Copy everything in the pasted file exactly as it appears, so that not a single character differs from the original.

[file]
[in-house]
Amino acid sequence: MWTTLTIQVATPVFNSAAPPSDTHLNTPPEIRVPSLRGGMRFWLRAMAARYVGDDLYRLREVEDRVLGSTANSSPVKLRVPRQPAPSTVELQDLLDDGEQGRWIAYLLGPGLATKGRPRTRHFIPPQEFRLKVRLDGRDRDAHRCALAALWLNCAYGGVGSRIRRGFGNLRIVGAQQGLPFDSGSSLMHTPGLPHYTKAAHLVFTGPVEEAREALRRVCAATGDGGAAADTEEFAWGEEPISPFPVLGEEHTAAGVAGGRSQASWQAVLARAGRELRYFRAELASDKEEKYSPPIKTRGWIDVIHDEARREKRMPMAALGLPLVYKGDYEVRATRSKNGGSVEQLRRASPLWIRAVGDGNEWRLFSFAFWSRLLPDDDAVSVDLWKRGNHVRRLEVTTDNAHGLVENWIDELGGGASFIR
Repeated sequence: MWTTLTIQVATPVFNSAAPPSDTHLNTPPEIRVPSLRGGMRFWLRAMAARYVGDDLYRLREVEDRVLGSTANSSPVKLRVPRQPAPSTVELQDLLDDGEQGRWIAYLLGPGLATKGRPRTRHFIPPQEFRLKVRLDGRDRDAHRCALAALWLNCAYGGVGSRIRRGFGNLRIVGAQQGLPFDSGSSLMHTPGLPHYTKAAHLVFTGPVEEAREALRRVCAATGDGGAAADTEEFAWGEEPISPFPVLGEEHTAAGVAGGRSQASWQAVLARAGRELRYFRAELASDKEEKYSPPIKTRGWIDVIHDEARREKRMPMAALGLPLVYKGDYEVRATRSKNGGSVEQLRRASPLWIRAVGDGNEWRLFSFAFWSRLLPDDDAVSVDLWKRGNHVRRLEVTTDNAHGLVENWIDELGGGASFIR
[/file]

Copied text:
[in-house]
Amino acid sequence: MWTTLTIQVATPVFNSAAPPSDTHLNTPPEIRVPSLRGGMRFWLRAMAARYVGDDLYRLREVEDRVLGSTANSSPVKLRVPRQPAPSTVELQDLLDDGEQGRWIAYLLGPGLATKGRPRTRHFIPPQEFRLKVRLDGRDRDAHRCALAALWLNCAYGGVGSRIRRGFGNLRIVGAQQGLPFDSGSSLMHTPGLPHYTKAAHLVFTGPVEEAREALRRVCAATGDGGAAADTEEFAWGEEPISPFPVLGEEHTAAGVAGGRSQASWQAVLARAGRELRYFRAELASDKEEKYSPPIKTRGWIDVIHDEARREKRMPMAALGLPLVYKGDYEVRATRSKNGGSVEQLRRASPLWIRAVGDGNEWRLFSFAFWSRLLPDDDAVSVDLWKRGNHVRRLEVTTDNAHGLVENWIDELGGGASFIR
Repeated sequence: MWTTLTIQVATPVFNSAAPPSDTHLNTPPEIRVPSLRGGMRFWLRAMAARYVGDDLYRLREVEDRVLGSTANSSPVKLRVPRQPAPSTVELQDLLDDGEQGRWIAYLLGPGLATKGRPRTRHFIPPQEFRLKVRLDGRDRDAHRCALAALWLNCAYGGVGSRIRRGFGNLRIVGAQQGLPFDSGSSLMHTPGLPHYTKAAHLVFTGPVEEAREALRRVCAATGDGGAAADTEEFAWGEEPISPFPVLGEEHTAAGVAGGRSQASWQAVLARAGRELRYFRAELASDKEEKYSPPIKTRGWIDVIHDEARREKRMPMAALGLPLVYKGDYEVRATRSKNGGSVEQLRRASPLWIRAVGDGNEWRLFSFAFWSRLLPDDDAVSVDLWKRGNHVRRLEVTTDNAHGLVENWIDELGGGASFIR